Sabbath Rest – Emotional Wellness

Sabbath Rest – Emotional Wellness

But he himself went a day’s journey into the wilderness, and came and sat down under a solitary broom tree. He asked that he might die: “It is enough; now, O LORD, take away my life, for I am no better than my ancestors.” Then he lay down under the broom tree and fell asleep. Suddenly an angel touched him and said to him, “Get up and eat.”

1 Kings 19:4-5

Dear Friends,

The October Issue of Lutheran Witness, one of my denomination’s official publications, is entitled, “Ministry and Mental Health”. It deals with the topics of depression and burn-out among church workers.

The issue reminds the reader that these issues are not new. It points out that the founding president of my denomination, C. F. W. Walther, in the 19th century suffered a nervous breakdown and took time off to recuperate. In addition, the reformer Martin Luther suffered from anxiety attacks throughout his ministry. In German, he called these attacks anfechtung.

Many pastors are aware of an account in the Hebrews Scriptures that involves the prophet Elijah. Elijah suffered burnout in his ministry. Briefly, the remedy was simple: 1) Rest, 2) Food, 3) Spiritual encouragement.

The Lutheran Witness, in an article written by Jason Wagner, talks of a “Sabbath for Pastors”. Sabbath simply means “rest”. Wagner points out that a “Sabbath rest defines who we are, not because of what we do or don’t do on a given day of the week, but because Christ has done everything the Law requires on our behalf.”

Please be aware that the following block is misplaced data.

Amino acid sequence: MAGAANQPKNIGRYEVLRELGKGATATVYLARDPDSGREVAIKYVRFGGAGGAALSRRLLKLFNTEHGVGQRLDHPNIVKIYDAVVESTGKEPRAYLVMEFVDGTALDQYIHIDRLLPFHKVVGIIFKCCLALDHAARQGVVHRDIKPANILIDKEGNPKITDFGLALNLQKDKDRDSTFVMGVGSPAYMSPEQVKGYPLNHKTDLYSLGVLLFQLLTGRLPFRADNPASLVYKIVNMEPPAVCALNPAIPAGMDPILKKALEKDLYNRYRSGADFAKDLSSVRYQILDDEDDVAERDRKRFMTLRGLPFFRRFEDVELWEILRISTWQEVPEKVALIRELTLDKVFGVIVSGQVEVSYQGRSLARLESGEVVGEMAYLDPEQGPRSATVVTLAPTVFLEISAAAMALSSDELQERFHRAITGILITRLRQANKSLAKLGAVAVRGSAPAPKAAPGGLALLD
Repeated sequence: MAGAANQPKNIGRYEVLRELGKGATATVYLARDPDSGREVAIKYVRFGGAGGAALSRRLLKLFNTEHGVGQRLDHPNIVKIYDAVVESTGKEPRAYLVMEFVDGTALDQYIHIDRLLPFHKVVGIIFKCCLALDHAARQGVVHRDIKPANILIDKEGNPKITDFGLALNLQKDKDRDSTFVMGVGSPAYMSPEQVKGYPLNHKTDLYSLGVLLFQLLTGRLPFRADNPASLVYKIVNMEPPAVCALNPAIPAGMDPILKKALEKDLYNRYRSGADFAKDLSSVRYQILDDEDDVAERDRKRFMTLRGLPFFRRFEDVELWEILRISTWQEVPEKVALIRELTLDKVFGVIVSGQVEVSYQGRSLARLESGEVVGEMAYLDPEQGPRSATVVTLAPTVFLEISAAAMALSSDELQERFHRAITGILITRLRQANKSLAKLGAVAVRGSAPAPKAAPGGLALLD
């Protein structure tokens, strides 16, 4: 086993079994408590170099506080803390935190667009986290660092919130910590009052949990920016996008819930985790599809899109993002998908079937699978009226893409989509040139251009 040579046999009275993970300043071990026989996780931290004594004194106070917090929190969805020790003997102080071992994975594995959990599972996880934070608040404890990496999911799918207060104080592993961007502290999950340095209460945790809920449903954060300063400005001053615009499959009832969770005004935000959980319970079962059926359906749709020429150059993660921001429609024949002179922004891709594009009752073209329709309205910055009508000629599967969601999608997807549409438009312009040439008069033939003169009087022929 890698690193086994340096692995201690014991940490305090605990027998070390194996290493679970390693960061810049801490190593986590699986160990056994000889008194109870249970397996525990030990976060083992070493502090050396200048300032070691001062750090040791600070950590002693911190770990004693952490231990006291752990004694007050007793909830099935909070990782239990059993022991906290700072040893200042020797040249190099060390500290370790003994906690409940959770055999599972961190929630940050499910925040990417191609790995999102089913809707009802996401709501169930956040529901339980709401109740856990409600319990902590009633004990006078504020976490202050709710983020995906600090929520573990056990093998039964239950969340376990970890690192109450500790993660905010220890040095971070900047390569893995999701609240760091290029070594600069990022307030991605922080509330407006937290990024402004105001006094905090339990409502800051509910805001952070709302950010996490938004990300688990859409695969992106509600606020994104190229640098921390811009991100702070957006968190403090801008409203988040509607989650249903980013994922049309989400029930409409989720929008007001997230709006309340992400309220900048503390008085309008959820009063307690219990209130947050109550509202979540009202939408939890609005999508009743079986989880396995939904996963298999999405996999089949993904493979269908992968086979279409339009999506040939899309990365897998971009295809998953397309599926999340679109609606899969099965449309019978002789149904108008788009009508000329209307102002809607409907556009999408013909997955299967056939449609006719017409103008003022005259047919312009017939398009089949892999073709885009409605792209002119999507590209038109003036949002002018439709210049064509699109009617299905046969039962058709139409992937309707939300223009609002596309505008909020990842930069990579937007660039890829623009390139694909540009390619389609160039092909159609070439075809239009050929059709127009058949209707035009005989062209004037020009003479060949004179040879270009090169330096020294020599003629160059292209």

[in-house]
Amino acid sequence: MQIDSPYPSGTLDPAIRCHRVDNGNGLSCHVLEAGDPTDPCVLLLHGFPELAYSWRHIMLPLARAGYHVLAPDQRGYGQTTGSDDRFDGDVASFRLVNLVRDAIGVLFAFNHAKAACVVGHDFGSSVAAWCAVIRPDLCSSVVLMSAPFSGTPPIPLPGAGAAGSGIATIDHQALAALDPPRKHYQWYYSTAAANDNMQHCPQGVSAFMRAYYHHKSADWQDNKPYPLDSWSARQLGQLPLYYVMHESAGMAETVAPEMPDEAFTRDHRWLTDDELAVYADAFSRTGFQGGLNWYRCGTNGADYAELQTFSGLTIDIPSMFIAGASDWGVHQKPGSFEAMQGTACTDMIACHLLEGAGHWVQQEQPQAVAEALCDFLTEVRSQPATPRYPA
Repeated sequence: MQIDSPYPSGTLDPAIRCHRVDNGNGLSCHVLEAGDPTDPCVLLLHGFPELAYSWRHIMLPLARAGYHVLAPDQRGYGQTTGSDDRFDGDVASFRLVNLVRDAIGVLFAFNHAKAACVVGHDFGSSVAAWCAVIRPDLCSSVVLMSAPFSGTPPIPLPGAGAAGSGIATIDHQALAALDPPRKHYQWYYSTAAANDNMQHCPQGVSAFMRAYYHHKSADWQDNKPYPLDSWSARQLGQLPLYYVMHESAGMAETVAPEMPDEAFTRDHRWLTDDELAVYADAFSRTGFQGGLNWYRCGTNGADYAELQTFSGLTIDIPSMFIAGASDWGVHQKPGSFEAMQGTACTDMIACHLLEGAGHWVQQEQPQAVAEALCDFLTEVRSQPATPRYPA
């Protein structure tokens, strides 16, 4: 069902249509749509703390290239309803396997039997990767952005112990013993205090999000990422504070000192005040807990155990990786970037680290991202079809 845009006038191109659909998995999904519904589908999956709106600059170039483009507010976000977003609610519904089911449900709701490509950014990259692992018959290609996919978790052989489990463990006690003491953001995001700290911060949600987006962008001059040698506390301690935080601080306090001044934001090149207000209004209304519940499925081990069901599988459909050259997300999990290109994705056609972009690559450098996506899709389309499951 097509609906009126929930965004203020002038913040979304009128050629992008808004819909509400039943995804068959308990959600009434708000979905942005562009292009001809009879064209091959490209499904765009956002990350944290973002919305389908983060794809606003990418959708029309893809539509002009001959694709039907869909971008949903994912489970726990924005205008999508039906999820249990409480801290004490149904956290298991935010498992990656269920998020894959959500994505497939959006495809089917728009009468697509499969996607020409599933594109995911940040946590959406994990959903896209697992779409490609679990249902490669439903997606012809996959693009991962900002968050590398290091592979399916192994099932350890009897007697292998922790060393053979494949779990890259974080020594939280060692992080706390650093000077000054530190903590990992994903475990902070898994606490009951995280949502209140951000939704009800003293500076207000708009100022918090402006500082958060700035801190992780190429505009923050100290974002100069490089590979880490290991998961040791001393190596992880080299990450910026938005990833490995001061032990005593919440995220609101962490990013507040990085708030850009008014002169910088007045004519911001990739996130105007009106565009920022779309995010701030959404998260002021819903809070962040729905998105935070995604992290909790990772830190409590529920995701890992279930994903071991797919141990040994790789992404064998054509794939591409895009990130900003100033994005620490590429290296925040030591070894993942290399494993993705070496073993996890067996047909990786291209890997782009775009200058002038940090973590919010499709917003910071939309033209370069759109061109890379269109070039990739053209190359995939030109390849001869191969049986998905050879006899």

Pastors too often define themselves by what they do or don’t do. Too often, especially when a pastor does not accomplish the criteria he or others has set for himself, he can become burned out.

This is not true only for the pastor but is true for each of us. Too often we define ourselves by our work, by our parenting skills and so on. Often, this leads to burn out, sometimes a breakdown.

Each one of us needs a sabbath, a rest. In the Hebrew Scriptures, the Sabbath was practiced once a week.

Might I suggest a practice of Sabbath?

1. Take a day off from my daily/weekly routine.

2. Rest.

3. Remember, I am not defined by my successes versus failures.

4. I am defined as a child of God.

5. If it is a Sunday, worship. Originally, the Sabbath was Saturday. But also do some reading, something outdoors, binge-watch a favorite program, etc.

6. Let things go for one day.

Hopefully, you will be refreshed to move on again, remember you and I are not defined by our jobs, but you and I are children of God.


Ricky Adams
Peace Lutheran Church
Mill Valley, California